Home » News » Articles » Could the grizzly end up on endangered list again?

Last year was a rough one for the Yellowstone grizzly-bear population: in 2008 71 grizzlies were killed out of a total population of 600. That's more than one-tenth of the estimated Yellowstone National Park grizzly population.

Could the grizzly end up on endangered list again?

As a result, attorneys from the Earthjustice activist group have filed motions asking that the Yellowstone grizzly bear be placed back on the Endangered Species List, a move that would afford the remaining bears a higher level of protection.

But is such a move necessary — or will it even be effective? Out of the 71 grizzlies killed in 2008, only 48 were killed by hunters, and out of those 20 were killed by hunters claiming self-defense. So while preventing grizzly bears from being hunted will save some, it won’t necessarily eliminate all killings.

It will, however, give the grizzly a fighting chance in a much larger fight: the loss of food due to pest infiltrations and global warming.

Here’s the deal. During slow times grizzly bears will eat just about anything, but they derive a lot of sustenance from whitebark pine-tree seeds, located in Yellowstone’s high country. But beetles are now getting to those seeds first; the climate in Yellowstone National Park’s high country has warmed enough to where it’s possible for beetles to get a foothold in the local ecosystem. Plus, with fewer seeds hitting the ground, there are fewer seedlings taking root, leading to a death spiral of sorts. With fewer pine-tree seeds, there’s less food for grizzlies. And where there’s less food, there are fewer grizzlies.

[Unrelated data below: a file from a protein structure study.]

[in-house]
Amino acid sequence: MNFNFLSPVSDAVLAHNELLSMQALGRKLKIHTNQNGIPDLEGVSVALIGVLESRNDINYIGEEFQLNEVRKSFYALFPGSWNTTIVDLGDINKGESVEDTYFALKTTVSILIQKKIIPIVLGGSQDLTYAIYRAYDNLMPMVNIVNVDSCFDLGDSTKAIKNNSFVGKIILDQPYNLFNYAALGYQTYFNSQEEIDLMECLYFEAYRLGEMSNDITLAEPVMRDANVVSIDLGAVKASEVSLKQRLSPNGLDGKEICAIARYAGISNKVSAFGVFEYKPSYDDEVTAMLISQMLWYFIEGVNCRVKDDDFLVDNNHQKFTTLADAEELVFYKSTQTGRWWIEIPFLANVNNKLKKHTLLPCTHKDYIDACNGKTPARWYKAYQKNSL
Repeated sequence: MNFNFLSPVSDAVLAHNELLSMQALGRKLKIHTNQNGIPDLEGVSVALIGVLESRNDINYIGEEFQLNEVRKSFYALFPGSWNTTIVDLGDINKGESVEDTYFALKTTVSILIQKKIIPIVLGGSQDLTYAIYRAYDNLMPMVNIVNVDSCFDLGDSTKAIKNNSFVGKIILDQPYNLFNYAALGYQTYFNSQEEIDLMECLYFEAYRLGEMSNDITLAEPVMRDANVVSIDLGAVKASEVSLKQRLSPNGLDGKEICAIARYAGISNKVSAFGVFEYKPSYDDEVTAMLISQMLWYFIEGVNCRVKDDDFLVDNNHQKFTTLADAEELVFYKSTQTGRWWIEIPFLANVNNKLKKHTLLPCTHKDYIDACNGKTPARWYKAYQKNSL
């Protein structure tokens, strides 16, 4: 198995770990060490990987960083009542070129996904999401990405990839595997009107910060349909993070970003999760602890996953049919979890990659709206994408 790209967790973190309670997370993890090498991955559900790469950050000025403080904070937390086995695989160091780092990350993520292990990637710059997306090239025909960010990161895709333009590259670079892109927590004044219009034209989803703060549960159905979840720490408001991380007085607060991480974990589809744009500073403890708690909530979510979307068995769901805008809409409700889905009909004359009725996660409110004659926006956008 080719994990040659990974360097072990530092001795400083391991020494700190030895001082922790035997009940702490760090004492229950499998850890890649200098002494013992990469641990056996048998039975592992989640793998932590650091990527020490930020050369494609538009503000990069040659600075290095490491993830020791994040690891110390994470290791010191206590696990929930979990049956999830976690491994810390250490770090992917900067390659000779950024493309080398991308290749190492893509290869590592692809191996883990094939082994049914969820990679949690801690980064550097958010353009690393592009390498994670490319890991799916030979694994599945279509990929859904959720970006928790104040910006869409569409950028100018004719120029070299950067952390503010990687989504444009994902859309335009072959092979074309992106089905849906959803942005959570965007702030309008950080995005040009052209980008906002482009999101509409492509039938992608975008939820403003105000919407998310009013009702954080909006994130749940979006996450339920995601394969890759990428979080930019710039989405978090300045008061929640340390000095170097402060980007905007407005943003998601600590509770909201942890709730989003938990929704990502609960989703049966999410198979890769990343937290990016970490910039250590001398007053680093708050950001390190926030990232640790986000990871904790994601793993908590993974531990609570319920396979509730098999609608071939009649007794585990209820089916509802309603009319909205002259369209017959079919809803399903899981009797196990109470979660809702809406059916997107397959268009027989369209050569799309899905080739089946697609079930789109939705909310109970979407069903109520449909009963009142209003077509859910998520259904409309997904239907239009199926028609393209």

Putting grizzly bears on an endangered list won’t directly address this issue; indeed, the issue really cannot be addressed by the National Park Service at all. But by classifying the grizzlies as endangered, it does give the remaining population a fighting chance for survival — and ultimately that’s the sole reason for its existence.

 

Keep up with the latest in Yellowstone National Park news with our free weekly Yellowstone Insider newsletter. Subscribe today! More details here. We’ve also set up a free Twitter account so you can receive updates on the device of your choice.

 

About admin

Check Also

Yellowstone National Park South Entrance, Yellowstone visitation

Feds Seek Forfeiture of Money Seized in Yellowstone National Park

Federal authorities are asking to keep over $20,000 in  money seized earlier this summer in ...